Automakers have been heavily pursuing the technology.
Photograph by Paul Morris—Bloomberg via Getty Images

Awareness has changed, at least.

By Reuters
July 29, 2016

Consumers are more aware of self-driving cars, but slightly less interested in riding in them, according to two surveys conducted after a fatal crash of a Tesla equipped with self-driving technology.

An online survey of more than 1,500 Americans in mid-July by AlixPartners found that overall consumer interest in self-driving dropped about three percentage points after news of the May 7 Tesla crash was reported on June 30, according to results released on Friday.

But awareness of self-driving technology rose about 10 percentage points, to 81-85% from 71-76% in a similar Alix survey conducted just six weeks earlier, before news of the crash.

The Alix survey also noted that consumers still trust Silicon Valley companies, such as Tesla Motors tsla , more than traditional automakers to supply the technology and programming for self-driving cars.

On Thursday, the Boston Consulting Group said public opinion about self-driving cars had not changed significantly in the past year, based on the results of its own survey on self-driving cars, conducted in July among more than 1,500 consumers in the United States, Germany, and China.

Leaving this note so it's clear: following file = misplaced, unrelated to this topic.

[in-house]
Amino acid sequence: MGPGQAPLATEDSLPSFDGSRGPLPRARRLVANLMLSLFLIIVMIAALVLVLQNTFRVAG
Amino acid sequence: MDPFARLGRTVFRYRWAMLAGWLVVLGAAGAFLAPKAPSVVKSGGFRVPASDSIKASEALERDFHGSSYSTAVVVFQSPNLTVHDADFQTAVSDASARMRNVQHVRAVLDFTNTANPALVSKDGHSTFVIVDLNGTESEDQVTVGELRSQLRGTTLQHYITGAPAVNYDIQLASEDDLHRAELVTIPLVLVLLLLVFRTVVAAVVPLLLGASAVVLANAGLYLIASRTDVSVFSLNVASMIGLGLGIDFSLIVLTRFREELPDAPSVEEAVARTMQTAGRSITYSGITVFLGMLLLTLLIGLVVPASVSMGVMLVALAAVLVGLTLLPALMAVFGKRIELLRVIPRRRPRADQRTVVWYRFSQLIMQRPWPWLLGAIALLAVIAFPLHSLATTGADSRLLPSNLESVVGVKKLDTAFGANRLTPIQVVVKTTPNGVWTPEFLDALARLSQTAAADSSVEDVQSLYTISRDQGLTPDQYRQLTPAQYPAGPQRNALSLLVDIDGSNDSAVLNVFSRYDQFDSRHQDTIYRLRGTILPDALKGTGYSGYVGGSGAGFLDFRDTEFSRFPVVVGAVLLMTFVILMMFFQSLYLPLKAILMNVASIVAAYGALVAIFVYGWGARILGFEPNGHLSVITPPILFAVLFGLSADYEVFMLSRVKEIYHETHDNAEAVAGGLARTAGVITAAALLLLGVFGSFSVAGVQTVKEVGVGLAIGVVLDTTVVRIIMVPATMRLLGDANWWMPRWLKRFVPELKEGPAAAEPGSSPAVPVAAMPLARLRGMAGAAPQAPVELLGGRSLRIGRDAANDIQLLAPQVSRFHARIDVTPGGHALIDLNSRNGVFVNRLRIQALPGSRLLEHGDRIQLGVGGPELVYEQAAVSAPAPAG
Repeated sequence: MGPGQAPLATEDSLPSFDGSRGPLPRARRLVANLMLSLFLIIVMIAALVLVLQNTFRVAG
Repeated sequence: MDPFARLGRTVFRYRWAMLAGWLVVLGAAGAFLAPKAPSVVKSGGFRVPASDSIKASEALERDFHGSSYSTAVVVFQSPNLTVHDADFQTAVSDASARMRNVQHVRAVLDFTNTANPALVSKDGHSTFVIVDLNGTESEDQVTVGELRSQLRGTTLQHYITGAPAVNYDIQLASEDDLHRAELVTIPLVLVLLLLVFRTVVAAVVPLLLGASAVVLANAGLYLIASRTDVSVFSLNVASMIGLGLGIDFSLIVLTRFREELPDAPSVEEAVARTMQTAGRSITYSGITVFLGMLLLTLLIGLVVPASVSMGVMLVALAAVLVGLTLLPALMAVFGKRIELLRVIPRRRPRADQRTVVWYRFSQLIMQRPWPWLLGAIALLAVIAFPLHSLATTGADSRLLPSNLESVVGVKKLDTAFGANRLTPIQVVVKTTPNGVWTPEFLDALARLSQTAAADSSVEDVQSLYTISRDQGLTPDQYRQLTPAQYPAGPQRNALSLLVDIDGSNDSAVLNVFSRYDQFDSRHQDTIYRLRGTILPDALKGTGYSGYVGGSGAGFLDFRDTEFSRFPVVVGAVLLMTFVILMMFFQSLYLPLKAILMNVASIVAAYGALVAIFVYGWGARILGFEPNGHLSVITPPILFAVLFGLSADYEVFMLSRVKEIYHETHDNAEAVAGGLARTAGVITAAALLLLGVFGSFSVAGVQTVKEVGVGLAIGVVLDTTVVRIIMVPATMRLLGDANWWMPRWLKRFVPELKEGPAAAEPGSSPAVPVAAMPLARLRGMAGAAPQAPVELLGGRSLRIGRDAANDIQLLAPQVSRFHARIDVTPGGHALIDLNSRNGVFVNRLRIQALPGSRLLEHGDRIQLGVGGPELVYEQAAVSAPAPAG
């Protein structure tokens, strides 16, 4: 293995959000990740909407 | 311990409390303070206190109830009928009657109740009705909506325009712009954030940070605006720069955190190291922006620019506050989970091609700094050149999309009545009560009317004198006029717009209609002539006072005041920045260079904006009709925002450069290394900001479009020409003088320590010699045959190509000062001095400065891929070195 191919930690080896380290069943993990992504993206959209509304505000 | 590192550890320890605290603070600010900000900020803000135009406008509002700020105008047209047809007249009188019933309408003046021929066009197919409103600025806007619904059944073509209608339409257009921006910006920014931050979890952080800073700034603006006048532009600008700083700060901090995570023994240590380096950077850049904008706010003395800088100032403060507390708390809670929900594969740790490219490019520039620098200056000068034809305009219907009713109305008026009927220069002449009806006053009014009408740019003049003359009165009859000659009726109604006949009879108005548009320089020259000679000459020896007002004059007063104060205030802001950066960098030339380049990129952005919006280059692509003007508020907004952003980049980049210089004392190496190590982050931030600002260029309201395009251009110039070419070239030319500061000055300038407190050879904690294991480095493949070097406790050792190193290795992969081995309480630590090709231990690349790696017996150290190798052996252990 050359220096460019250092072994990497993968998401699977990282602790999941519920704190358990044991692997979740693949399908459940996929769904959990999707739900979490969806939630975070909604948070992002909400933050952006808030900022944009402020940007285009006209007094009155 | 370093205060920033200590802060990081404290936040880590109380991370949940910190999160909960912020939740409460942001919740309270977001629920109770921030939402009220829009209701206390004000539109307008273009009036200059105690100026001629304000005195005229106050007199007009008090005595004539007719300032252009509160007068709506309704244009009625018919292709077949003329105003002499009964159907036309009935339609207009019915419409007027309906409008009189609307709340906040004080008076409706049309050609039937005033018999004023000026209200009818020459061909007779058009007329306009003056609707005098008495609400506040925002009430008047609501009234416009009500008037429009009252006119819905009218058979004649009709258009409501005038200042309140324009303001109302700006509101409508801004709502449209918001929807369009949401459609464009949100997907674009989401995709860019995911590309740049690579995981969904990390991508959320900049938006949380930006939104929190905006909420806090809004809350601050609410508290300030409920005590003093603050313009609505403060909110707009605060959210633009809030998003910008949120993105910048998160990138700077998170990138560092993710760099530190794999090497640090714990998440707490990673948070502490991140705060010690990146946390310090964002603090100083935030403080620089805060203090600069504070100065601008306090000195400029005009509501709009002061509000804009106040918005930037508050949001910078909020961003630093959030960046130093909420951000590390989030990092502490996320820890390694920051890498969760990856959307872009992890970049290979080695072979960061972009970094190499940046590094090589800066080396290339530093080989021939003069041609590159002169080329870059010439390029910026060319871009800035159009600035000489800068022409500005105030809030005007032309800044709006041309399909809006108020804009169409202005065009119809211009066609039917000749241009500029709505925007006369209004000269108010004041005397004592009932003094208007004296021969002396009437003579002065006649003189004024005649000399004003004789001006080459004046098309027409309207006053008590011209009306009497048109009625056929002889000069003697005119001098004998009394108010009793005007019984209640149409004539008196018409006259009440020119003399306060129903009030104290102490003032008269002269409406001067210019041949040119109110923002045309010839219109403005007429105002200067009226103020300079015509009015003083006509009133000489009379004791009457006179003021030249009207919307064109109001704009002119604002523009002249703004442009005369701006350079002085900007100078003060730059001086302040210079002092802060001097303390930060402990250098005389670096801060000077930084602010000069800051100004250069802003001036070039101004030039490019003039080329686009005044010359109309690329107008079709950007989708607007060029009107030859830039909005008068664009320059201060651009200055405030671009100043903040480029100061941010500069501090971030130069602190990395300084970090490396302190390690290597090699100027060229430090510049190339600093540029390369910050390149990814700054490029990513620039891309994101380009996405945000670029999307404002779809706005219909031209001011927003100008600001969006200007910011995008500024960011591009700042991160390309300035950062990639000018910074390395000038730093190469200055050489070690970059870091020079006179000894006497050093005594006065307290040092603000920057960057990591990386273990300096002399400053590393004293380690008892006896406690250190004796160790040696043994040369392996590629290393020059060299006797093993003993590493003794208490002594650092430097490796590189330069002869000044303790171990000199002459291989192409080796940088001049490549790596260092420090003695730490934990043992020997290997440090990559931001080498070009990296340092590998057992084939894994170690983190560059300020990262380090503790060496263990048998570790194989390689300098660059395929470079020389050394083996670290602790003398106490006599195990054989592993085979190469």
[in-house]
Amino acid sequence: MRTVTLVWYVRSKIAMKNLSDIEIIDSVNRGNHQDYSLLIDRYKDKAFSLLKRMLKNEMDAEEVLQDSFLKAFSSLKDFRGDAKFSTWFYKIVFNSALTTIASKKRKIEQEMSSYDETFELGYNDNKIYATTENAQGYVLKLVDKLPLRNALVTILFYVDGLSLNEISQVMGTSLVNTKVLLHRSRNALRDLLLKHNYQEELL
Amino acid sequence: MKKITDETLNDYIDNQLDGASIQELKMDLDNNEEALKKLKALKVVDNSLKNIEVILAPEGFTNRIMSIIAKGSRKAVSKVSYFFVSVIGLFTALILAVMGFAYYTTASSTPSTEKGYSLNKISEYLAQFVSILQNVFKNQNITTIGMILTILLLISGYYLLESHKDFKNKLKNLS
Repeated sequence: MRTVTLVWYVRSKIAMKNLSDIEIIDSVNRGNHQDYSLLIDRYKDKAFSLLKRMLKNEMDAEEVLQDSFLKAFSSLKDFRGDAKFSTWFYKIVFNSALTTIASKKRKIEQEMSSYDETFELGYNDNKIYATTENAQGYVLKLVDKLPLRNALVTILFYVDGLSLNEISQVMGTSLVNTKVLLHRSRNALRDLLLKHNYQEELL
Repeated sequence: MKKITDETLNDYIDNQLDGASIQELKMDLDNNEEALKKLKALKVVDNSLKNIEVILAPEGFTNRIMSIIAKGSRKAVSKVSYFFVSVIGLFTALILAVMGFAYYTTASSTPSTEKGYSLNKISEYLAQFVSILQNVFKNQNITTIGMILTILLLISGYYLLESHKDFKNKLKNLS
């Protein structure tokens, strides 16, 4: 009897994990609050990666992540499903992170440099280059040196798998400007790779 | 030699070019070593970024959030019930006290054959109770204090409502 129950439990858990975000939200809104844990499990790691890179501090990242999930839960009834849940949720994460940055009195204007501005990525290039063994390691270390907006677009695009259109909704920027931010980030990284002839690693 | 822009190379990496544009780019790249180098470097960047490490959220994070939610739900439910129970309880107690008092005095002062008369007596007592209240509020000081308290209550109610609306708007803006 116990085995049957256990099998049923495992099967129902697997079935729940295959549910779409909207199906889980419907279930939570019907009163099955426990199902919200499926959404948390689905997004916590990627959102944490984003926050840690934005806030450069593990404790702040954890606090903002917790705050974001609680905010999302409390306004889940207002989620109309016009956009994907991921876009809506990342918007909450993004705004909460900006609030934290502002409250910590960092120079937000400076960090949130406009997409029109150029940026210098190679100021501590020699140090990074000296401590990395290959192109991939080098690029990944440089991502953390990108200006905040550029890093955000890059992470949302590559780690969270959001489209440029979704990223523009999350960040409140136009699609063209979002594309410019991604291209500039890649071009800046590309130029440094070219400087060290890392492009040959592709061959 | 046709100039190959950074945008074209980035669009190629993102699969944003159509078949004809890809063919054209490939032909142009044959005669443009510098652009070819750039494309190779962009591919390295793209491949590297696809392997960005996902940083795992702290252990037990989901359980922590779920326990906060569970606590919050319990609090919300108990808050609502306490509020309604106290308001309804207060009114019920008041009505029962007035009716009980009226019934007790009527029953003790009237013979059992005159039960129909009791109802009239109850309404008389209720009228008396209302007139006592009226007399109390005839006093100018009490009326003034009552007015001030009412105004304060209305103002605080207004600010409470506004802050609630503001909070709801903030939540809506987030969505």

U.S. and German respondents were more risk-averse this year when asked about their willingness to ride in partly and fully automated vehicles. About 41% of Germans and 48% of Americans said they’d be willing to try a fully self-driving car, down slightly from a similar survey in August 2015.

Get Data Sheet, Fortune’s technology newsletter.

Chinese consumers in the most recent BCG survey were more willing to ride in a self-driving car—81%, compared with 75% a year ago.

BCG also released the results of a study conducted with the World Economic Forum on the impact of self-driving vehicles, noting that widespread adoption of such vehicles, including fully automated “robo-taxis,” could result in a 60% drop in the number of cars on city streets, an 80% decline in vehicle emissions and 90% fewer traffic accidents.

BCG’s analysis indicates “the potential benefits for society are huge if self-driving vehicles are combined with ride sharing and electrification,” said senior partner Michael Ruessmann, a coauthor of the report.


You May Like